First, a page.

When I started in Youth Ministry 16 years ago, I had a really big aversion to counting the number of heads in the room. Some of that involved my senior pastor calling me into his office every Monday morning. When I was just starting out, I envisioned doing devotionals with my pastor. Maybe we would spend time praying for each other and our church congregation.

But that wasn’t ever the reason for the Monday morning meeting. He wanted to know how many students I had on Sunday morning. 

I dreaded that meeting because I didn’t enjoy letting him know how many bodies were in the room.

The amount of students I had didn’t speak to how many of them were reading their Bible throughout the week! Or how many of them had shared Jesus with a friend. Or how many of them were beginning to pray And begin their own spiritual journeys!

But I kept on going to those Monday morning meetings and telling my senior pastor how many kids had showed up. 

Maybe you’ve got a similar aversion to talking about numbers in your youth group. You don’t wanna brag about how many kids are coming or, just as likely, maybe your number of regular students seems pretty low when you compare it to the church down the street or the really active youth group on Instagram.

I would agree with my younger and much less mature self. The number of students inside the building doesn’t say how spiritually mature they are, or whether or not, they are actually doing something with their faith beyond youth group programming.

But do play a role in helping you Assess some parts of your Youth Ministry.

And can even be a small part of determining health in your ministry.

Let’s look at a couple ways numbers can actually help you out.

Percentage of your church that’s student ministry

Let’s say you have a student ministry of 20 kids. But you have a regular church attendance of 150 in your church. You have a little over 13% of your church attending student ministry. A stat that gets thrown around that comes from Tony Morgan is that a healthy church should have about 10% of regular church attendance (that’s adults, kids, and students all combined). It holds water. It’s USUALLY a good stat. But take into context a few things: Is your church primarily young families or all retirees? If so, your pool of students may be low. Give yourself some grace. If your church is LOTS of middle-aged families with teens, but you’re just running 8% of the attendance, there may be something you need to look into.

Decrease or Increase Year Over Year

Again, let’s say you have a youth group of 20 kids. And you’ve had 20 kids on average for the last two years. If, during the spring, your weekly average drops to 15 and stays there for a couple months, it’s time to see what’s going on. If it doesn’t jump back up in the fall, when students normally dial back into involvement, you REALLY need to ask what has changed and what needs to happen.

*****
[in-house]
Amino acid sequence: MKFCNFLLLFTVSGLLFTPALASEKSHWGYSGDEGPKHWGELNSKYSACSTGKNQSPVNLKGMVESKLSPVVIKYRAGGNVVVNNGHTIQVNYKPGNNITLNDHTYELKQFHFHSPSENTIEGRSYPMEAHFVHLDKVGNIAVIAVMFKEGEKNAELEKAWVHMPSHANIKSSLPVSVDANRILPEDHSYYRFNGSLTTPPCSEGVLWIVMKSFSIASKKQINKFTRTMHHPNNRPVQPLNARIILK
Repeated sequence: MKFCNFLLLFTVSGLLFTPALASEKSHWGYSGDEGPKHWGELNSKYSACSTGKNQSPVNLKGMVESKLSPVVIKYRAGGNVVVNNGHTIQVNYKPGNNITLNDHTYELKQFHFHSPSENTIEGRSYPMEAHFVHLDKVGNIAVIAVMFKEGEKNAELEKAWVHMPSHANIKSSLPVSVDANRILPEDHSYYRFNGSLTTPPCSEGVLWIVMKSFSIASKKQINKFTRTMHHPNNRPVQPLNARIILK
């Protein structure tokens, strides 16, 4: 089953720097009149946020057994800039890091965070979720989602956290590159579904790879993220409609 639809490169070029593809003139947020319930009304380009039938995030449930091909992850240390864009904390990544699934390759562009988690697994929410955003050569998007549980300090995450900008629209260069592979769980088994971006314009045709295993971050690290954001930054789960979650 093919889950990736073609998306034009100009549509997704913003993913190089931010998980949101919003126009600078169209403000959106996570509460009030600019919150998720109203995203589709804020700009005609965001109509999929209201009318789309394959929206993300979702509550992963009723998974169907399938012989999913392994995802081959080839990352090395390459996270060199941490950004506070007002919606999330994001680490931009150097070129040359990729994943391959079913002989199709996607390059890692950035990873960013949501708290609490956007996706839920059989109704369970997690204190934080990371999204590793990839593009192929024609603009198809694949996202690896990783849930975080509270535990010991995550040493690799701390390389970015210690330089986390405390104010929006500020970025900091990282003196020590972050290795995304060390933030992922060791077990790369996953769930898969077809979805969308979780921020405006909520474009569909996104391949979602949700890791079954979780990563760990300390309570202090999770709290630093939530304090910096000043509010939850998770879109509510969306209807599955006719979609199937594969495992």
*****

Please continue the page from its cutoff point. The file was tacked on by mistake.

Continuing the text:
On the other hand, if you start averaging 25 or 30 and the church continues to run 150 to even 200, that’s a BIG reason to celebrate! Be excited and ask for a bigger pizza budget.

Hey, we can all dream.

Volunteer to Student Ratio

For you personally, it’s good to have a team around you. It will increase your longevity, your joy, and your ministry!

Do you have one leader for every ten students? In your youth group of 20, that’s you PLUS one volunteer. I would encourage you to get some help! Having at least two to four OTHER volunteers in your ministry is such a good idea. It helps your accountability, allows people to have life come at them, and does not rock the ministry. I would encourage you to keep getting volunteers until you have at

Students Attending vs Students on the Role

I grew up Southern Baptist. We were BIG on keeping people on the “role,” meaning the list of students who have visited the church, attended at any time, or lived close to the church.

It could get out of hand, honestly.

We had students on the role who had attended VBS in 3rd grade and just got moved up each year, but really, they had no connection to the church. If you’ve got a role, clean it up and get it down to the students attending regularly or are at least really connected to your church.

Then, see how many of them are coming to the youth group! If it’s a healthy percentage, maybe 75% to 100%, awesome! Keep at it! If it’s less healthy, maybe 50% to 25%, it’s time to see what keeps those students away from the youth group.

Numbers are a resource. Not THE resource.

Really. Numbers can be helpful. If you use them well. Don’t get discouraged when numbers don’t match what you’ve hoped and prayed for. Use them as a tool to see what could change and what has worked in the past.

God gave you THESE students at THIS church for a reason. Lean into it! Learn your community and your church culture and reach who God has put in front of you!

You’ve got this!